A recent report on the BBC stated more than half of British firms have reported a cyber-attack in 2019.
The evolution we see in cybercrime is an ever-growing concern, but there are things you can do to help reduce the risk of your business falling victim to these crime types.
The most common method cybercriminals use to scam their targets is phishing emails. This is a trend we see both locally and nationally, where it is easier to gain access to a network by compromising your staff than it is to hack into it. Training your staff is key to keeping your business secure.
Obvious signs of phishing include:
- Misspelling and bad grammar within the email,
- addressing you as "customer" or by your email address, rather than using your name, and
- links that lead you to sign into personal accounts.
Double-check the email address that has sent the email, there could be a slight change to make it look like a supplier you deal with or it could be spoofed and the real email address is hidden.
If you or a staff member spot a phishing attack or fall victim of one, please report these attempts to Action Fraud.
We advise that you configure email accounts on your networks to reduce the impact of successful attacks.
Configuring staff accounts to the lowest level of user rights required to carry out their role will reduce the amount of damage that can be caused if they were to fall victim of an attack.
It is now commonplace that we pick up our work emails by using smartphones and tablets. We store more and more data on these devices enabling us to be connected wherever we go.
We want the convenience to pick up those important emails and get access to the documents that we need but will sometimes trade security for convenience.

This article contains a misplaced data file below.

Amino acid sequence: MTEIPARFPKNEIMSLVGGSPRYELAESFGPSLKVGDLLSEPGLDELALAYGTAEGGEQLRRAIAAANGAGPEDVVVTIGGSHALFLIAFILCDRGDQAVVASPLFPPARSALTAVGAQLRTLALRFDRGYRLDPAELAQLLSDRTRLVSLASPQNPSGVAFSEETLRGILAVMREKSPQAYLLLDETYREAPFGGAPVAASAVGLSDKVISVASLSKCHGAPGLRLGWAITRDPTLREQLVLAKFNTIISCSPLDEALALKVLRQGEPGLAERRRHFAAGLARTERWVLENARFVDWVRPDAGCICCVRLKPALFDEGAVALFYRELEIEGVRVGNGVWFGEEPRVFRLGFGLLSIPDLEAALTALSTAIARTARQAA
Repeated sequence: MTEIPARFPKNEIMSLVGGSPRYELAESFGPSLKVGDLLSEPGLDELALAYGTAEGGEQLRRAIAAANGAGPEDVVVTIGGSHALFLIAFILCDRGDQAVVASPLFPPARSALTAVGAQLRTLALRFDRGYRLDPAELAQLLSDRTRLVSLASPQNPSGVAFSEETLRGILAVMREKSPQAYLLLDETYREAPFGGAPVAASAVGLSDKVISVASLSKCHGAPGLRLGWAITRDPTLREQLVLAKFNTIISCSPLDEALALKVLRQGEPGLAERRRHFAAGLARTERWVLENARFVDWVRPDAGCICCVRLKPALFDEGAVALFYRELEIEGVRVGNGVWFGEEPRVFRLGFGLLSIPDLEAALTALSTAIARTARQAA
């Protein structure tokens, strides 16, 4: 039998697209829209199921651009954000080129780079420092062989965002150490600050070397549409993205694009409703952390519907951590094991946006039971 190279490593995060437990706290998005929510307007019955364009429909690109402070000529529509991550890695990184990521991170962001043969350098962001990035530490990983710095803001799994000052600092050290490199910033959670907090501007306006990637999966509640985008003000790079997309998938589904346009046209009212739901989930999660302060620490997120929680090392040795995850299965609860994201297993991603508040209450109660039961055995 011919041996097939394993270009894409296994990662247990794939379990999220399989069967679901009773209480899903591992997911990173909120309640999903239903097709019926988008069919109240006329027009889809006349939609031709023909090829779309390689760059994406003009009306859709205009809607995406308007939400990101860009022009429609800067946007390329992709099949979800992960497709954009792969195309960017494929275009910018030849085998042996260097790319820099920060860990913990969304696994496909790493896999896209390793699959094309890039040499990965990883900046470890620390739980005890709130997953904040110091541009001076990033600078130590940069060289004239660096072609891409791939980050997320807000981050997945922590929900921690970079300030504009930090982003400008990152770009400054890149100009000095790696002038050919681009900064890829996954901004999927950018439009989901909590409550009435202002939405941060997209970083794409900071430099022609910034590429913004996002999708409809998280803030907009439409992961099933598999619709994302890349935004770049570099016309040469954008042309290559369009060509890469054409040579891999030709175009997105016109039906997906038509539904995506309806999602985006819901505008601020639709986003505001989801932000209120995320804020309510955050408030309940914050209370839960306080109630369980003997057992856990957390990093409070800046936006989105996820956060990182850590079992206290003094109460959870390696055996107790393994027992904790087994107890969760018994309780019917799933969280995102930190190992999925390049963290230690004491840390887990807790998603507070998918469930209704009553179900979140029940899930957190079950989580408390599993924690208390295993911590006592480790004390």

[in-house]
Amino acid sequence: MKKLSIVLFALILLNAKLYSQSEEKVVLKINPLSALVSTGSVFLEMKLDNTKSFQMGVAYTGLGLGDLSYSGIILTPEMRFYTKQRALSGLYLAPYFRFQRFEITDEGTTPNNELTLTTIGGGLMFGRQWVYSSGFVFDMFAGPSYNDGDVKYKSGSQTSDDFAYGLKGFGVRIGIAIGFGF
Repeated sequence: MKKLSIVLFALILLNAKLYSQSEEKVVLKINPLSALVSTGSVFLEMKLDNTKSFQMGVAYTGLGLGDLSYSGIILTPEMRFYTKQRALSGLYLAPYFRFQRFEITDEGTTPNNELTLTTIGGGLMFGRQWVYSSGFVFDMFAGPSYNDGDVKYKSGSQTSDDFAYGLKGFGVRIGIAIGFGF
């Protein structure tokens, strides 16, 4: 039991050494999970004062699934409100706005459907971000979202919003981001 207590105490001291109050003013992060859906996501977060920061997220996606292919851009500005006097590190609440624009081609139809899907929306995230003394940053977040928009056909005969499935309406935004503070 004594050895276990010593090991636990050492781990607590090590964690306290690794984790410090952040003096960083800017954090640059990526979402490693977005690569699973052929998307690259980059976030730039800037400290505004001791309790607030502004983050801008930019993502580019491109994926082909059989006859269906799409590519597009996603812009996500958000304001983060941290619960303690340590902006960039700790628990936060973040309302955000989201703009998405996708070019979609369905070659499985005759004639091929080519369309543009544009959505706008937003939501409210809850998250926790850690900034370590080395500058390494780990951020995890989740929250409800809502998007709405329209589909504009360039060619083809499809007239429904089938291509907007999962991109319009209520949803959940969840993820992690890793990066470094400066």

We should focus on security for these devices as they are much more likely to leave the safety of the office or home so should have even more protection than 'desktop' equipment.
As an absolute minimum switch on password/pin protection, make sure lost or stolen devices can be tracked, locked or wiped, keep your device up to date, keep your apps up to date, and don't connect to unknown wi-fi hotspots.
Having a strong password on your device is very effective and a relatively easy method in keeping your business network secure.
It is important to make sure that passwords are on all possible devices and a password policy is in place. Using two-factor authentication where possible for your "important" accounts is also advisable as this will add a large amount of security.
Avoid using predictable passwords, they should be easy for you to remember but difficult for others to guess. It is also important to remember that your business IT system should not require staff to share passwords or accounts to carry out their role, as this will lead to vulnerabilities.
Finally, change all default passwords on all devices, as manufacturer's passwords can be leaked online and exploited by cybercriminals.
Malware is defined as a form of malicious software or web content that can harm your organisation's internal network.
Fortunately, there are some easy ways to implement actions that can significantly improve your security. Installing antivirus software is a great first step; it is often included free with operating systems and should be used on all devices.
It's also important to keep all devices up to date (patching) as this will protect your software from known bugs and vulnerabilities, meaning it is more difficult for cybercriminals to gain access. If devices are left a long time without and update, they are vulnerable to old, known methods used by cybercriminals.
Finally, also an important step to cybersecurity is backing up your data. Imagine sitting at your computer in the morning and being met with a screen telling you that all your data has been encrypted and you must pay a ransom... a scary but a very real prospect!
For some, this is just a simple problem that will require them to grab their up to date backup and restore their systems.
No panicking about what to do or worrying about lost data, it could mean a few hours of downtime, but will leave you safe in the knowledge that you can restore your systems and then carry on as normal.
When you sort out your backup strategy consider what data you need to back up. Identify that business-critical data first and only then look at what else you need.
Backing up isn't very interesting, but once it's sorted you can set up an automated process that will help you keep your data up to date when changes are made.
You should look to make backing up part of your daily business, helping you to minimise the loss of data. Most importantly keep your backups separate from your computer, whether it's on a different drive, USB stick or even consider using cloud storage for this.